AS Britain's Secretary for Northern Ireland Affairs, Sir Patrick Mayhew oversees the administration of Ulster and is responsible for helping Britain find a peaceful solution to the sectarian conflict there. He met with Monitor editors April 11 to discuss the peace process since the Downing Street Declaration of Dec. 15 between Britain and Ireland. Among his comments:
On progress of Ulster peace process:
People say to me, ``Are you optimistic?'' I always deny being optimistic; I don't think that's a rational thing to be anymore. ... What people ought to be concerned about is whether you have sensible grounds for being hopeful. And I have. What are we trying to achieve? We are trying to help the people of Northern Ireland find a less antagonistic way of living together.
The principle of the [Downing Street] declaration is the principle of democracy, of consent. The future of Ireland, Northern Ireland, is going to be decided by the consent of the people who are affected by it - the principle that coercion, violence can't have any place in that; the principle that everyone is welcome to come to the table, provided they have a democratic mandate and are committed to peaceful methods. If you wish to back up your arguments with a bomb or a bullet you exclude yourself.
When I walk about the streets of Northern Ireland, and I talk with the people in the factories and shops wherever I go, I find people wanting their politicians to talk. [There is] great impatience now with the occupancy of ancestral trenches and the shouting of tribal hostilities. So that's how I see it, I can't give you a time scale, but I'm privately confident that we are going to succeed.
On the IRA's botched Heathrow attack:
It was for real. Those [mortars] were for real. When they didn't go off, [the Irish Republican Army terrorist group] put it about they never intended them to go off. They were made in exactly the same way, with nothing left out, they were just not particularly well-packed.
I think that it was very influential, not just in America, because people had in mind the use that [the leader of the IRA's political wing, Gerry] Adams had made of the generous gesture of the Americans in having him in, giving him freedom of the airwaves and so on, and he put himself across as a man of peace. And when he came back, he has failed to denounce the murder of not one, but two policemen, [and] the Heathrow attack. And people say, `You haven't denounced any of this.' So I think there has been a tremendous falling away of credibility for Mr. Adams since he returned from the United States.
Can Adams deliver the IRA?
I think there are some who continue to think that progress toward a political end can be achieved by violence against the British. They're wrong. I think there are some signs that the numbers of those who believe that to be wrong are growing. I think there has been a lurking - though I believe unjustified - belief in some republican quarters that ultimately the Irish government would stand behind the republican movement, even though it continues to use violence. The significant thing is that the [Irish prime minister] couldn't have been more explicit. The agreement itself can't be.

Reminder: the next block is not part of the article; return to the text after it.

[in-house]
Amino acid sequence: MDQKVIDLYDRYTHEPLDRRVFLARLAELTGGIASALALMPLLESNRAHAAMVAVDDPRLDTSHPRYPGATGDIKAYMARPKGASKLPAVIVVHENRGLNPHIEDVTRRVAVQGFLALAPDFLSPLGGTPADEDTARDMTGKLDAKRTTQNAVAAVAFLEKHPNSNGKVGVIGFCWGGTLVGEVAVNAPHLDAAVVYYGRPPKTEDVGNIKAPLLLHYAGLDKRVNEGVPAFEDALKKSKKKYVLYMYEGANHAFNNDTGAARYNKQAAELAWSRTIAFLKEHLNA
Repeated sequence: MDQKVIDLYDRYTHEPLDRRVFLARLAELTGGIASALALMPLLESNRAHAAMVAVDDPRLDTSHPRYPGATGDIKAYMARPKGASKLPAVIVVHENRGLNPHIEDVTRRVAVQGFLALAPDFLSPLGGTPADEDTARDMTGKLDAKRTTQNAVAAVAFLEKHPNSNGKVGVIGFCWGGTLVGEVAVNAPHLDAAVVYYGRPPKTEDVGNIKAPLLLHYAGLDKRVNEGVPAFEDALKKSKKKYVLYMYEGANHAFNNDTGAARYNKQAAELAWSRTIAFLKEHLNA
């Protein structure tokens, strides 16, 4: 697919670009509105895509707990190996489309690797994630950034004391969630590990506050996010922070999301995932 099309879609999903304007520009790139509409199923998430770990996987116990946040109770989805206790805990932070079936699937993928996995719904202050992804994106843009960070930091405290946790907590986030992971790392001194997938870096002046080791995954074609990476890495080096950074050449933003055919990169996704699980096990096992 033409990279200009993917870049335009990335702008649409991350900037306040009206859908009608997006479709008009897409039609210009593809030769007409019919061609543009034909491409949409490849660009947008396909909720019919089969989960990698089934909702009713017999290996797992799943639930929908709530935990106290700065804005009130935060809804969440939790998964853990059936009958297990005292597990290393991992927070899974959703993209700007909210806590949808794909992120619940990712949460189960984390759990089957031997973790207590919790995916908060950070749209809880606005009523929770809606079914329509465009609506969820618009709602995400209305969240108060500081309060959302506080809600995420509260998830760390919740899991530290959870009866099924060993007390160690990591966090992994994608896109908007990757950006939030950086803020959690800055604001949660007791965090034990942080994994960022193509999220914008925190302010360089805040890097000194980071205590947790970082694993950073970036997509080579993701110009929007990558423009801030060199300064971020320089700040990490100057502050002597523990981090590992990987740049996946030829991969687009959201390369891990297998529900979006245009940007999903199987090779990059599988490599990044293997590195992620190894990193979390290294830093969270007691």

On rumors that the British leader's days are numbered:
I've been in politics quite a long time and I can remember all sorts of forecasts of this kind, including about [Thatcher], and she went on.
The electorate in our country is much more stable than the newspapers, which advise them in prodigious quantities strictly for entertainment. And they are written principally for entertainment, in a time of terrific competition when there are more [newspapers] than the market really can sustain.
Any impact on Northern Ireland if the Labour Party wins the election next year?
Very little. This is one of the strengths that there is a common belief [in the current policy]. [Labour leader] John Smith said to me at the time of the declaration: ``We're with you. Nobody rides to glory on an Ulster horse.''
The difference between the two major parties is that the Labour Party wants to persuade the people of Northern Ireland to join a united Ireland. That is their policy. Conservative government declines to be a persuader one way or the other. It's up to you. We'll help you to reach agreement, but for God's sake, reach agreement. We don't mind what it is one way or the other. We have no private interest, but you are entitled to the [same] protection [as] any part of our country ... so long as you are attacked by people who wish to drive you out when the majority wish to stay in.
Next step in peace process?
The declaration is there and it is impossible to think of a sounder platform than what the declaration provides for the continuance of the political talks process. Everyone can join in, except those who use violence to fortify their arguments.